Understanding the true number is important for many reasons. "There are ramifications not only for families, not only for closure, but also financial ramifications" such as for aid and preparedness, says Dr. Satchit Balsari, one of the lead investigators, who is a physician at the Harvard FXB Center for Health and Human Rights.

Transcript of Jason Statham Movie Set Anti Gay Rant Kept Secret

Last week Jason Statham apologized for a homophobic rant he unleashed back in 2015 on the set of the film Wild Card. The Jason Statham apology came after a transcript of this rant was released by associate producer RJ Cipriani. That transcript of the Jason Statham rant reportedly details what he said and involves some very intense language that may be too graphic for some. 


The transcript of the Jason Statham rant allegedly has the actor saying:

Stop acting like a fucking fag. I hate that faggity fucking shit.
You guys are acting like a bunch of fucking faggots.
If you want to tell me something don’t wait till I do 15 fucking takes before you say something. Stop being a fucking fag and be more assertive.
We are here to make a good movie so stop acting like fucking fags.
jason statham rant jason statham apology 2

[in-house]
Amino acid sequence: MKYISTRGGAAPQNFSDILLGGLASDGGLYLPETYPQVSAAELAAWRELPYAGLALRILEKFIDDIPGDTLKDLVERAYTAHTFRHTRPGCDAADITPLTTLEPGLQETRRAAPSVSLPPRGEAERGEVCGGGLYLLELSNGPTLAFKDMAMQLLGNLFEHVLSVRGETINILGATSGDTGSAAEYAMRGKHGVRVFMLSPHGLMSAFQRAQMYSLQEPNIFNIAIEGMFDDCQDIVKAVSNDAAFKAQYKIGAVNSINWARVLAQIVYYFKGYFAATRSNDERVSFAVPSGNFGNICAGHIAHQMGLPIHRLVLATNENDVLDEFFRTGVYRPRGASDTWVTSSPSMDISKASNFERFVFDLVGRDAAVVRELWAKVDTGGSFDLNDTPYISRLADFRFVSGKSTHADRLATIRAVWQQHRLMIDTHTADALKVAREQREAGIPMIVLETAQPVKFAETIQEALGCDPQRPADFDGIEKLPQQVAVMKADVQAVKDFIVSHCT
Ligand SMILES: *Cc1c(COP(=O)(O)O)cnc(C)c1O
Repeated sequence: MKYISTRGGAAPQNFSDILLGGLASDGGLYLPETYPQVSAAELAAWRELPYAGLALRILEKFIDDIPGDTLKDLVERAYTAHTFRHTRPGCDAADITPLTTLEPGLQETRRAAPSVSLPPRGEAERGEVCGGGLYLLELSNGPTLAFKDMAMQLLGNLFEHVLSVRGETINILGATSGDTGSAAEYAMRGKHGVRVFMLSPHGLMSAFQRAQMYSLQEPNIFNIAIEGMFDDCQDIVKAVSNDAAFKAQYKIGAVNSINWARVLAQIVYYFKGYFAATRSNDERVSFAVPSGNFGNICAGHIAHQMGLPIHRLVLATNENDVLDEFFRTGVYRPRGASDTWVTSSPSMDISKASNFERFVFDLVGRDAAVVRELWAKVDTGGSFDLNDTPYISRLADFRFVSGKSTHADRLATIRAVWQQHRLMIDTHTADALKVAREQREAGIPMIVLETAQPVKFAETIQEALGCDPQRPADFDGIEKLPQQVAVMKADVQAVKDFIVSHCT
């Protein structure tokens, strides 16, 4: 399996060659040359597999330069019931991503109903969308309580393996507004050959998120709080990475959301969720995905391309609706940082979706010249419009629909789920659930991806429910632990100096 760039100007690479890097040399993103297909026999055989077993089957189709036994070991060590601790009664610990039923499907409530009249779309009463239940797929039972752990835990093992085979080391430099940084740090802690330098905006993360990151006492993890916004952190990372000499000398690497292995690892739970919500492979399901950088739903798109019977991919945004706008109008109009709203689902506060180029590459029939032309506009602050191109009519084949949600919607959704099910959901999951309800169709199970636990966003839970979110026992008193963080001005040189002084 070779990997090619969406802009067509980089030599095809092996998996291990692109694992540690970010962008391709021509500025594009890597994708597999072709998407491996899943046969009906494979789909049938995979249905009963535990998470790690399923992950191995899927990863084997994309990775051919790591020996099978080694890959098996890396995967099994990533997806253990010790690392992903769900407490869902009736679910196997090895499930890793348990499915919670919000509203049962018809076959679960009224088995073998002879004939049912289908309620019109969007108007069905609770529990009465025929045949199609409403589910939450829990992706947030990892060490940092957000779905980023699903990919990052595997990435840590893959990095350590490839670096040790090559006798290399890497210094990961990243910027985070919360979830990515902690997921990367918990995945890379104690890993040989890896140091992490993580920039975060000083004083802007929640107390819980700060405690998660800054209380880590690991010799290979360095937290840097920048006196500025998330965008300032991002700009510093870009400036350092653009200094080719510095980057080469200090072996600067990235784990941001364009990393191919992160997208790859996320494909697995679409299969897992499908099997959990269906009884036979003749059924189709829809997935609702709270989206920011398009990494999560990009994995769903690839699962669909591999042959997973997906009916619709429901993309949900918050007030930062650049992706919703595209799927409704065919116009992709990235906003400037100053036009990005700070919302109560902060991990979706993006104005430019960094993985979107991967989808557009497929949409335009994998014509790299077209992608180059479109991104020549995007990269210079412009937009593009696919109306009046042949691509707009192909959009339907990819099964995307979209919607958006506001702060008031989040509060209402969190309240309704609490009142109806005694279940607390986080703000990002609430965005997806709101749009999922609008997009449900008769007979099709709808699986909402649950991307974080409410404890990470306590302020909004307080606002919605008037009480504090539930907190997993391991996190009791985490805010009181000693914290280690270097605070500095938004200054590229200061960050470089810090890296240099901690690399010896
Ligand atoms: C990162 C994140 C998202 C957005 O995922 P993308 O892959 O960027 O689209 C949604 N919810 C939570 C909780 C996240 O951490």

The backstory of the rant: The manager of Jason Statham (famous for his roles in The TransporterThe Mechanic and The Expendables, and soon to appear in The Meg), Steven Chasman, had reportedly delivered “notes” to Statham regarding his on-camera performance. It was a film about gambling, and Cipriani was a “gambling consultant” on it; his notes were apparently that Statham wasn’t acting like a real gambler would. Statham didn’t like that. So the Jason Statham rant above was directed at his own manager, Chasman. Yes, Jason Statham was ‘shooting the messenger.’
In his apology, Statham says he doesn’t remember the actual rant but says that if it was him it was wrong, and he will learn from his mistakes and do better in the future.

Here’s the Jason Statham apology: